4) Go evangelize and hand out tracts and church information on the street
5) Invite friends to church.

It’s funny – all the info I was handed at church trying to inspire me to join a growth group promised I would meet fellow Christians, engage in bible study and grow closer to God.  I get to our first meeting and also find out I will be free labor for the church.  I have a serious issue with the fact they waited until I was at the end of the first meeting and then asked me to sign MY NAME to something that I can only see as a guilt trip.  Tell me how I’m not supposed to feel like an awful person if I choose not to sign this document in the presence of a church leader.  I was promised a meaningful experience learning about God – instead I’m asked to also be a PR rep for a church I’m not even a member of.

And then there’s the gospel tracts.  Oh how I despise gospel tracts. I think tracts only add to an already devastated image of Christians as bible beaters.  I believe in relational Christianity first and foremost.  That means spreading the word of God through actually living life and investing in others.  Actions speaking louder than words.  Let me explain it this way: Jesus did not walk up to total strangers and ask them, “Have you found me?”  He met them, helped them or got to know them on a personal level (gaining their trust) and THEN revealed himself as the Son of God.  Once he did that, the people saw him and believed and then CAME TO HIM for what he had to offer.  I will readily share my faith with anyone who has questions and wants it, but who am I to tell a person they should believe something else?  Who am I to approach a total stranger uninvited and tell them they should believe like me?  I’m not Jesus and I believe He is the only person who has ever had that kind of authority.  

And further more, on top of the tracts I’m handing out information about the church itself.  Now I’m spreading the word of God AND the church I am not a member of.

I couldn’t make it to our second meeting last night because I had to work.  I have a previous engagement that will keep me from going next week.  I don’t know if I’ll go to the third because I will have already missed so much and I’m still a little iffy about their motives.  I would not be near as concerned or upset if they had told me up front about all the little extras required.

I’d love a little feedback guys.  Am I being petty or selfish?  Does my argument have any merit?  Does anyone agree with me?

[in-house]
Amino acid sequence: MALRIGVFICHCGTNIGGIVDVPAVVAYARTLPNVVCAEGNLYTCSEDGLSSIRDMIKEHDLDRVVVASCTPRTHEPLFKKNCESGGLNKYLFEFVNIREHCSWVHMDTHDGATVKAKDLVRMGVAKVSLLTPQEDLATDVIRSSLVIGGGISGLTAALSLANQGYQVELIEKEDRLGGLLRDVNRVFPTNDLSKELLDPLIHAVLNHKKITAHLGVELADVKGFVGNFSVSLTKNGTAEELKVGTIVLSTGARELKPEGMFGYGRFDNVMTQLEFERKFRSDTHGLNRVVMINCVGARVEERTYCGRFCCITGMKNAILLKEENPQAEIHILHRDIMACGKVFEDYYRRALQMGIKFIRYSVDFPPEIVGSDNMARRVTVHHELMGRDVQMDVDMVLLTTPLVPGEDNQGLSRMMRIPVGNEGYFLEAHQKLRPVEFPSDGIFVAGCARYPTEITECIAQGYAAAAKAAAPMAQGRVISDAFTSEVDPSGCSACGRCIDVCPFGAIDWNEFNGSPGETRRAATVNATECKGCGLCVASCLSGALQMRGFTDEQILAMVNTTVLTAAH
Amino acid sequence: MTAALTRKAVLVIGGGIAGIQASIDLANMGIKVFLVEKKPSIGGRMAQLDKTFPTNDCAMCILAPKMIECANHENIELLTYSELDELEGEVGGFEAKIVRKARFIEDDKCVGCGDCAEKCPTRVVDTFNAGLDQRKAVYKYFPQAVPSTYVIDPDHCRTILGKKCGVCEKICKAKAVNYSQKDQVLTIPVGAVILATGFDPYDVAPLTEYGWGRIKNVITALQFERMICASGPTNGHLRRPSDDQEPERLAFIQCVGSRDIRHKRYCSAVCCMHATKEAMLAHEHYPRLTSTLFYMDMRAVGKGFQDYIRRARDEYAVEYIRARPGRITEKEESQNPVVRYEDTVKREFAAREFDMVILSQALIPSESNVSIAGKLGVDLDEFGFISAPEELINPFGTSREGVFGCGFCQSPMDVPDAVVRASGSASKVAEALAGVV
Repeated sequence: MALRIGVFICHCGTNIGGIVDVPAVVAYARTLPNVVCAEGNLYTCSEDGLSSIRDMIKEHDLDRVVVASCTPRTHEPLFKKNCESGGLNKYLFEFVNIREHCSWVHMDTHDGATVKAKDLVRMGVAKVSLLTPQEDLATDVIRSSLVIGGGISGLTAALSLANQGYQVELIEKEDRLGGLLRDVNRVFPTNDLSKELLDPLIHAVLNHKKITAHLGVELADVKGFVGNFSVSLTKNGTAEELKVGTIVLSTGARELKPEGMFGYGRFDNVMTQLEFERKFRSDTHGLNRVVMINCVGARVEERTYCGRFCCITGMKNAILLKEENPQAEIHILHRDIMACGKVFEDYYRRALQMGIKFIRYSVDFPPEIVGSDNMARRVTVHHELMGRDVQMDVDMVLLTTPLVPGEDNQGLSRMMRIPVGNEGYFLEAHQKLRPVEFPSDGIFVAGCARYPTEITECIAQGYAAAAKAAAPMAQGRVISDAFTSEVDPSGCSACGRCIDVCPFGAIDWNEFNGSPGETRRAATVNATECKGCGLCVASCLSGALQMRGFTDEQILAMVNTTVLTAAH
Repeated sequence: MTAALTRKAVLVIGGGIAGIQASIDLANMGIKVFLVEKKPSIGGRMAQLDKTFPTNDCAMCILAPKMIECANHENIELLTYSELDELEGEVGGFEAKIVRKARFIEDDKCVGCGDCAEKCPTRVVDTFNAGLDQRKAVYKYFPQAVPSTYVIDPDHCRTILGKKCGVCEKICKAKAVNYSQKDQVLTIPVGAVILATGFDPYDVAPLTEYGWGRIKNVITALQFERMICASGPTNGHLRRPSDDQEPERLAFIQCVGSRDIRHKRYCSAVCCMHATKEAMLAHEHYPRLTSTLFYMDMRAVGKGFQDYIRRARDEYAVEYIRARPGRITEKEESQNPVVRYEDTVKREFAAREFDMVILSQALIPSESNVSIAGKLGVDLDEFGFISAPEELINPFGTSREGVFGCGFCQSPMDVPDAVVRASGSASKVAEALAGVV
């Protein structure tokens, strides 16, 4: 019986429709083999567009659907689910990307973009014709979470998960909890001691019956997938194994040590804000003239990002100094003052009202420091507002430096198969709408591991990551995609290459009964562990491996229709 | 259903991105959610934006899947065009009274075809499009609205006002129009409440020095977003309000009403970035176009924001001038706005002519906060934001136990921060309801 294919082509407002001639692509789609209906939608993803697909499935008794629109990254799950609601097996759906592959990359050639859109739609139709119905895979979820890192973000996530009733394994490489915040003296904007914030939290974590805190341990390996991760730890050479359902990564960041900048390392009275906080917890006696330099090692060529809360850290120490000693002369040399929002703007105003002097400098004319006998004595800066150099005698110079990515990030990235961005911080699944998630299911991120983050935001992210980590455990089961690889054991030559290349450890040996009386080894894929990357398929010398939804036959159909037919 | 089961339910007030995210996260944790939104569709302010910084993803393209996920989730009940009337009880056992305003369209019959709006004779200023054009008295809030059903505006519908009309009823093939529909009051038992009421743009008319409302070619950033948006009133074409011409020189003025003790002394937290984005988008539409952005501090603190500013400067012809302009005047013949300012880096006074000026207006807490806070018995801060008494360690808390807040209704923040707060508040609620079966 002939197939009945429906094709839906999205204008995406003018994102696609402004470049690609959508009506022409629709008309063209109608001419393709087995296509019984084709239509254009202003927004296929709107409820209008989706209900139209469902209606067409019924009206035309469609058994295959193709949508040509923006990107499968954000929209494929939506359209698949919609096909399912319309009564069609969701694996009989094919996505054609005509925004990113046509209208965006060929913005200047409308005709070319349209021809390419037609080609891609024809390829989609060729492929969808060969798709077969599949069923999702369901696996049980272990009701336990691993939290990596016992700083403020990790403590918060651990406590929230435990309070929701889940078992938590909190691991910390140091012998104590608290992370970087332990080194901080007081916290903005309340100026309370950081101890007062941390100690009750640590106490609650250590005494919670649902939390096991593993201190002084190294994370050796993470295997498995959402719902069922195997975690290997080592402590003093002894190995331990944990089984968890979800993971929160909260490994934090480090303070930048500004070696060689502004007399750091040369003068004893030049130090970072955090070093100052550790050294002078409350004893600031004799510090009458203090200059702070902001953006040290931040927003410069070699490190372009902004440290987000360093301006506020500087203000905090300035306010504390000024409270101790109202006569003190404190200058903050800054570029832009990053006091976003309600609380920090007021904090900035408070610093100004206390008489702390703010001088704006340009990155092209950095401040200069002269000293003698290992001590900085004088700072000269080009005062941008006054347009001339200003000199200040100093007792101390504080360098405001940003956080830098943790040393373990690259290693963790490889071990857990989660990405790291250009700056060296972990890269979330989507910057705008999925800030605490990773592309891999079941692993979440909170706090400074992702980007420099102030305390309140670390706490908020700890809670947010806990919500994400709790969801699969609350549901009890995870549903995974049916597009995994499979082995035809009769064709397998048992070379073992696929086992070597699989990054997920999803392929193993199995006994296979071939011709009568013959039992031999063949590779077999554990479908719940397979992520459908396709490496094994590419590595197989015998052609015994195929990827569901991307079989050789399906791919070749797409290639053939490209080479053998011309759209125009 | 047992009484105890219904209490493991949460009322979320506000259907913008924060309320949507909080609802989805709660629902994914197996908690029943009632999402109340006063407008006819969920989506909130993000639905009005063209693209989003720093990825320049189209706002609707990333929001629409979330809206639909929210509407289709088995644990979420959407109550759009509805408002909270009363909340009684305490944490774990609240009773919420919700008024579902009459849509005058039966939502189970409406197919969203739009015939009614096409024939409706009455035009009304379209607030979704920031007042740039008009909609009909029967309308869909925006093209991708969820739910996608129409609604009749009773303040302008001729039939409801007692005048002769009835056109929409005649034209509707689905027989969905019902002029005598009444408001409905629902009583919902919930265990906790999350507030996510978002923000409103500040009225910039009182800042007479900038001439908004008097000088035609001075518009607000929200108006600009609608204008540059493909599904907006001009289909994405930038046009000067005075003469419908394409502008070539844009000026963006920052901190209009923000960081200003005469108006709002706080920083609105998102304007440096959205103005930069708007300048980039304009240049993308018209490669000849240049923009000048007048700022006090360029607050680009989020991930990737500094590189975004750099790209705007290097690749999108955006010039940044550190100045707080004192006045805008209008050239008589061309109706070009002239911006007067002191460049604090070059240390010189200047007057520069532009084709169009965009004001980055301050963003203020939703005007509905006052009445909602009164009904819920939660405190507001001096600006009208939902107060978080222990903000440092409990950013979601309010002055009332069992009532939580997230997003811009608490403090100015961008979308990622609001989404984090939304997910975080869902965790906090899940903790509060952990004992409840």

Much Love,



Wandering Aimlessly… Or am I?

February 9, 2007
Proverbs 20:24
A man’s steps are directed by the Lord.  How then can anyone understand his own way?  

This verse has been a blessing and a curse in my life for years.  Sometimes it comforts me, sometimes it confuses and frustrates me, but I always come back to it.  In a world of instant gratification, this is not the kind of answer we are trained to accept.  When you’re looking for guidance and turn to God the last thing you want to hear is, “I’d tell you, but you wouldn’t understand.”  Sometimes that’s how this verse makes me feel.  Other times it reminds me to relax and just let things be.  There’s a much more qualified person in control who has my best interests in mind whether I realize it at this moment or not.  I guess that’s part of the big mystery of faith isn’t it?  Saying that I have no clue what I should do with my life but I’m going to hand over control to someone who may not even tell me where they’re taking me, but I trust them enough to follow them anyway.  Scary stuff. 

Love y’all!

Smell the Color Nine

~Chris Rice

I would take “no” for an answer
Just to know I heard You speak
And I’m wonderin’ why I’ve never
Seen the signs they claim they see
Are the special revelations
Meant for everybody but me?
Maybe I don’t truly know You
Or maybe I just simply believe

‘Cause I can sniff, I can see
And I can count up pretty high
But these faculties aren’t getting me
Any closer to the sky
But my heart of faith keeps poundin’
So I know I’m doin’ fine
But sometimes finding You
Is just like trying to
Smell the color nine

Now I’ve never ‘felt the presence’
But I know You’re always near
And I’ve never ‘heard the calling’
But somehow You’ve led me right here
So I’m not looking for burning bushes
Or some divine graffiti to appear
I’m just beggin’ You for some wisdom
And I believe You’re puttin’ some here

‘Cause I can sniff, I can seek,
I can count up pretty high
But these faculties aren’t getting me
Any closer to the sky
But my heart of faith keeps poundin’
So I know I’m doin’ fine
But sometimes finding You
Is just like trying to
Smell the color nine

Smell the color nine?
But nine’s not a color
And even if it were you can’t smell a color
That’s my point exactly…